Q: Where Do I Go To Sign Up For The ACT?

A: http://www.actstudent.org

Q: Where Do I Go To Sign Up For The SAT?

A: http://Sat.collegeboard.org

Q: What Is Superscoring?

A: With this policy, a college will select a student’s highest subscores across multiple ACT/SAT test dates, and using those numbers, create a composite score.

Q: Which Colleges Consider Superscores?

A: Whether a college will consider a student’s superscore depends entirely upon the college. Unfortunately, most colleges do not publish their policy regarding superscores. However, colleges will answer this question when specifically asked, so it is definitely a worthwhile question to ask admissions officers or campus tour guides.

Q: Do I Have To Send In All Of My Test Scores To Colleges Or Just My Best One?

A: For many colleges, you can just send in your best test score. However, many of the top tiered colleges may require you to send in ALL your test scores (see admissions requirements for each university).

Q: What Are The Benefits Of Taking AP Tests?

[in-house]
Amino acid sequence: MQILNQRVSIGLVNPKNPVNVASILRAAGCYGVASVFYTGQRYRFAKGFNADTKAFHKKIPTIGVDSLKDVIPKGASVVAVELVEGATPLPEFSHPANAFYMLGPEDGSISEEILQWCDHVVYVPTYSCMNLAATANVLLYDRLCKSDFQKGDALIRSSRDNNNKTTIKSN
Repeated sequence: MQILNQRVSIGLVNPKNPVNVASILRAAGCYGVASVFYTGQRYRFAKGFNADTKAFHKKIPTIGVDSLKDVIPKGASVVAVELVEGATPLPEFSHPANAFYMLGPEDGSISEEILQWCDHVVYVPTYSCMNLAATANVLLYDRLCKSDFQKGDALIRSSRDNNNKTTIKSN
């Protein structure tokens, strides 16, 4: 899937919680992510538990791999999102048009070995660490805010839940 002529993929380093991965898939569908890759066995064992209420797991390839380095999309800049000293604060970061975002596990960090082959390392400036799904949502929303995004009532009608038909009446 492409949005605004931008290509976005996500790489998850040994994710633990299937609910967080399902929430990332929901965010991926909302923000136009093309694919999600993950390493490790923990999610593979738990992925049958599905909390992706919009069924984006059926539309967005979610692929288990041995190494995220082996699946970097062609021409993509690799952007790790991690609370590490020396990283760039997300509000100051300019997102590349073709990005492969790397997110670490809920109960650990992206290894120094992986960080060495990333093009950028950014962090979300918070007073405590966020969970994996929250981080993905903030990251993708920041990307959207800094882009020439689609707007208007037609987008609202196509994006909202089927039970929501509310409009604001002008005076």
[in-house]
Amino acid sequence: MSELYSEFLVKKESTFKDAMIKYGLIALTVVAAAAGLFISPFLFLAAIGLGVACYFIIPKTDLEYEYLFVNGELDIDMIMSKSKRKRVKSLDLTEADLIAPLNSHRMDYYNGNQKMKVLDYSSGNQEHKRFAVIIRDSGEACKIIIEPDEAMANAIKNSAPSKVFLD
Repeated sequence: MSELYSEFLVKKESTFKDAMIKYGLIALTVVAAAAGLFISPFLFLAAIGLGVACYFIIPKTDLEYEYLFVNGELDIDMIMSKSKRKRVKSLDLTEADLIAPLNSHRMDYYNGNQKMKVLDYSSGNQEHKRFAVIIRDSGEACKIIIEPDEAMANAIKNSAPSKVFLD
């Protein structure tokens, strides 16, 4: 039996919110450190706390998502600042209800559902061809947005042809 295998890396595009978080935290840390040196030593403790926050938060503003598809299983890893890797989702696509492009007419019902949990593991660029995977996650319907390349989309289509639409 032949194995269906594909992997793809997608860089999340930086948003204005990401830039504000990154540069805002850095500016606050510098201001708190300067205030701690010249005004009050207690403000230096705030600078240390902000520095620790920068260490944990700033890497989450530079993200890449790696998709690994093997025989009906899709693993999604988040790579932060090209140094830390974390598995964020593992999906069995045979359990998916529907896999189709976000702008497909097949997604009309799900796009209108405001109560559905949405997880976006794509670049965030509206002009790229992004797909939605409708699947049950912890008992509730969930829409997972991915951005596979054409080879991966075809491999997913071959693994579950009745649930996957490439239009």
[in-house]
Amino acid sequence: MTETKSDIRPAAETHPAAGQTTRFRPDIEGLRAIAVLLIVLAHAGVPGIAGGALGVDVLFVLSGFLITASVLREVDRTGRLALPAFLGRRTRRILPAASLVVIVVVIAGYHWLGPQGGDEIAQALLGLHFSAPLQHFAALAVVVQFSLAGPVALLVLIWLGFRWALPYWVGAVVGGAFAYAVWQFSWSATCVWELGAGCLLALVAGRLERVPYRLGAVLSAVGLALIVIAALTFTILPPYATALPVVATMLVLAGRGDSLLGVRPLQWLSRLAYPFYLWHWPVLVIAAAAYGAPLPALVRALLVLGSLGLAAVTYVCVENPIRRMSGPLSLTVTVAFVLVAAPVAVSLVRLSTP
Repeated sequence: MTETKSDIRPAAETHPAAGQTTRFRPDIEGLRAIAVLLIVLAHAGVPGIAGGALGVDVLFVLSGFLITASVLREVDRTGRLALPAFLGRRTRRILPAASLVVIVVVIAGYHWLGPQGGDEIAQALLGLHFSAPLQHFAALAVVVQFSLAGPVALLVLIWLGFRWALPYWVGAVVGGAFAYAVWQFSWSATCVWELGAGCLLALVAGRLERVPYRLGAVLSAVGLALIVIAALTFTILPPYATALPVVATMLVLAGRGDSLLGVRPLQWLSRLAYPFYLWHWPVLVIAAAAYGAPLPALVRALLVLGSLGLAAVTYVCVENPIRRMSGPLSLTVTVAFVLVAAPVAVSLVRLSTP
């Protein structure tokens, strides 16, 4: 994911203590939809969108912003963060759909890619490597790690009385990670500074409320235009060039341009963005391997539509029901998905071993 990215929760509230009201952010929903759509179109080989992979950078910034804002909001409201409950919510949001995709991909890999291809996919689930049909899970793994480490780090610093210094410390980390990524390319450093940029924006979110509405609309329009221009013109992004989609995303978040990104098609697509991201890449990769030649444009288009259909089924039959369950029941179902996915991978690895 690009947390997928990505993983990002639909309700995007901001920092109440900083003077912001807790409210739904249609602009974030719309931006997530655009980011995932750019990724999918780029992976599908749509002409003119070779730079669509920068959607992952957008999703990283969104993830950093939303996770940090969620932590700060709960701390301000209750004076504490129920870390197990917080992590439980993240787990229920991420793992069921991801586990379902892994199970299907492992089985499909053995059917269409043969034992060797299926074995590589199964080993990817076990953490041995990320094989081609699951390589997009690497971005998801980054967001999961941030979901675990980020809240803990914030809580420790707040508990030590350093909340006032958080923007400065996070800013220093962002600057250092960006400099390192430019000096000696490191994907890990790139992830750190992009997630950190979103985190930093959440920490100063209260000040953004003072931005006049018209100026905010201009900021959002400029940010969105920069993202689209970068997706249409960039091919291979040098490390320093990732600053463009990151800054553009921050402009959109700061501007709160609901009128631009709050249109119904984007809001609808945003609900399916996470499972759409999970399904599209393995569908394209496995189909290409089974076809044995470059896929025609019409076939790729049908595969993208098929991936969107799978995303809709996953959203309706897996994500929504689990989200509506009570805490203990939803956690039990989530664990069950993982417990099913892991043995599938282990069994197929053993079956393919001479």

A: Depending on the college, passing an AP test can earn you college credit. It also shows admissions officers that you have the academic drive to succeed in college. However, some colleges set limits on how many AP credits they accept. Some many also limit the AP scores that qualify for college credit.

Q: Do I Need To Send My AP Test Scores To Colleges?

A: You do not need to send in your AP test scores to colleges until after you have been accepted and they request them from you

Q: Which Colleges Require Letters Of Recommendations?

A: UC and CSU schools do not require letters of recommendations. However, many of the private schools do. When researching colleges, make sure to see which ones require them and how many they require.

Q: How Many Letters Of Recommendation Do I Need?

A: The number of letters of recommendations required vary with each school. When researching colleges, make sure to see which ones require them and how many they require.